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The Psychology Behind The 'Sunday Scaries' + Why You're Experiencing Them During Lockdown

We've all been there.

There's a lot to be anxious about...

The weekend provides a much-needed respite from work and a chance to socialise or practice some self-care. But come Sunday afternoon, many people start experiencing a feeling of dread and unease often called the ''Sunday Scaries.'"

Although the term is not scientific, it is a real thing. According to a survey conducted by Monster, the 'Sunday Scaries', blues, or, dread is a legitimate feeling that affects up to 76% of the Monday - Friday workforce. Luckily, there are ways to combat it and enjoy your whole weekend.

Yet despite the fact, that the very concept of days of the week has gone out the window thanks to Coronavirus, 'Sunday Scaries' are still very much in existence...just now it happens on Mondays, Tuesdays, Wednesdays, Thursdays, Fridays and Saturdays too. What fun. 

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Here is everything you need to know so you can start enjoying Sunday again.

The 'Sunday Scaries' is both a physical and psychological reaction

Stress levels come down of a Friday, and when Sunday night comes, they reappear again. These stress levels have to do with your adrenal glands and the hormone cortisol. The glands, located on top of the kidneys, release cortisol when you're stressed or fearful as part of the flight-or-fight response, Psychology Today reported.

This chemical change leads to the feeling of anxiety on Sunday night. 

Determining exactly when this feeling of dread arrives and trying to combat that should help. If it's hitting you first thing Sunday morning, pushing this discomfort towards the end of the day might be the answer.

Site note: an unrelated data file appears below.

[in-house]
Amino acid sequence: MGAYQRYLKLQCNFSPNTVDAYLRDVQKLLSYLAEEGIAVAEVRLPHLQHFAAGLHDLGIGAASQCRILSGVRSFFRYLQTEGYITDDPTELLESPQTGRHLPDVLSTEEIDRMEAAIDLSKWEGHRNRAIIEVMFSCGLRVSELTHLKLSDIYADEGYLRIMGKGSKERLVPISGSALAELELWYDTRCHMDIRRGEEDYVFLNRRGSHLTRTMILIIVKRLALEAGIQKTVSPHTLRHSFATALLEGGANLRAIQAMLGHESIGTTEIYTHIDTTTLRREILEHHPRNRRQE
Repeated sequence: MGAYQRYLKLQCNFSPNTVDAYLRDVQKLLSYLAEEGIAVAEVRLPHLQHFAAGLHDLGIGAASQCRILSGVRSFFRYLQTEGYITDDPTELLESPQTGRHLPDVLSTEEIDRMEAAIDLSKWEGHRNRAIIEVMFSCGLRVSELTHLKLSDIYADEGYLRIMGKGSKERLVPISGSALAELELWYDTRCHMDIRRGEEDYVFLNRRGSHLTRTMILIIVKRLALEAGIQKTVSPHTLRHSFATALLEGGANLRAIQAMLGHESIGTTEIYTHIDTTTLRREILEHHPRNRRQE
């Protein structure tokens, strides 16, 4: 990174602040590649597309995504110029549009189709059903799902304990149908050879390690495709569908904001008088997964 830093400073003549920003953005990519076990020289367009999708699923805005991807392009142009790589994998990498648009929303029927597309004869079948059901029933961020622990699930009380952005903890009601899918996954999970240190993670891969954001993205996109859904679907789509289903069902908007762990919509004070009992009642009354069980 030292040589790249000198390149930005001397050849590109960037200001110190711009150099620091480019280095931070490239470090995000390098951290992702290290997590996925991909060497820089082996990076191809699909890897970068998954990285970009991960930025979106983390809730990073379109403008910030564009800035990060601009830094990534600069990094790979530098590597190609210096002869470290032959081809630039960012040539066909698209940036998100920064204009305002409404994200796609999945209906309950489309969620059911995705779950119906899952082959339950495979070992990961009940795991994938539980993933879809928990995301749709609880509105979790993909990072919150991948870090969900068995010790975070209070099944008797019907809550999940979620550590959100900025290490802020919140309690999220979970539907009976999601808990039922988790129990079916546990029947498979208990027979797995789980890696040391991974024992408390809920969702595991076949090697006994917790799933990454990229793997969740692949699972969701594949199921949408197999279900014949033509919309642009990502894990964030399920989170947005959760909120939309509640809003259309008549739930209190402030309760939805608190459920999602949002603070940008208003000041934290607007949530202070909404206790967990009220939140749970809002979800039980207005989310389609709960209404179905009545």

Although this may be easier said than done, putting anxious feelings aside — and into perspective — can help you better enjoy your day. Keep in mind that what you do during the week allows you to enjoy your weekends in the first place.

Enjoy your Sundays by feeding your five senses

Getting out of your head and more into their five senses on Sundays — and every day for that matter – will ensure that feelings of anxiety remain at bay. Making sure that you are enjoying your time, getting to see things (whether that's a dog on your socially distanced walk or Netflix), do things (wash your makeup brushes, paint, knit, bake banana bread), listen to music, eat and touch things (not your face and be sure to wash your hands afterwards) will bring you at peace more than you can imagine.

Simply slowing Sunday down and taking a moment to enjoy as much as you can, could work wonders. 

The 'Sunday Scaries' don't have to impact your entire weekend.

Put what you're feeling into perspective, figure out when you're feeling this way, and take the time to be kind to yourself and enjoy your day. For some people, speaking with your doctor or a therapist might be the best course of action.

Keep your mind in check 

While it's within the expected range of the human experience to have the 'Sunday Scaries' or the Monday blues, there is a chance, however, that there is a more serious psychological issue if you notice your mood shifting and affecting your concentration. Obsessive thoughts are another sign that there might be more going on than the typical 'Sunday Scaries'.

Talking to a doctor or taking a brain health screening test might be an option, to determine the scope of your feelings before seeking therapy. This should help to legitimise your feelings and can open your eyes to how reactive you are.

Remember that your physical and mental health is equally important for personal self-care every day of the week.

If you or someone you know is suffering from mental health issues, there is help available: 

  • Samaritans – 116 123  – [email protected] or [email protected]
  • Pieta House – 1800 247 247 or text HELP to 51444
  • Aware -  1800 80 48 48
  • Childline – 1800 66 66 66 or free text 50101

Main image by @marielouduvillier on Instagram

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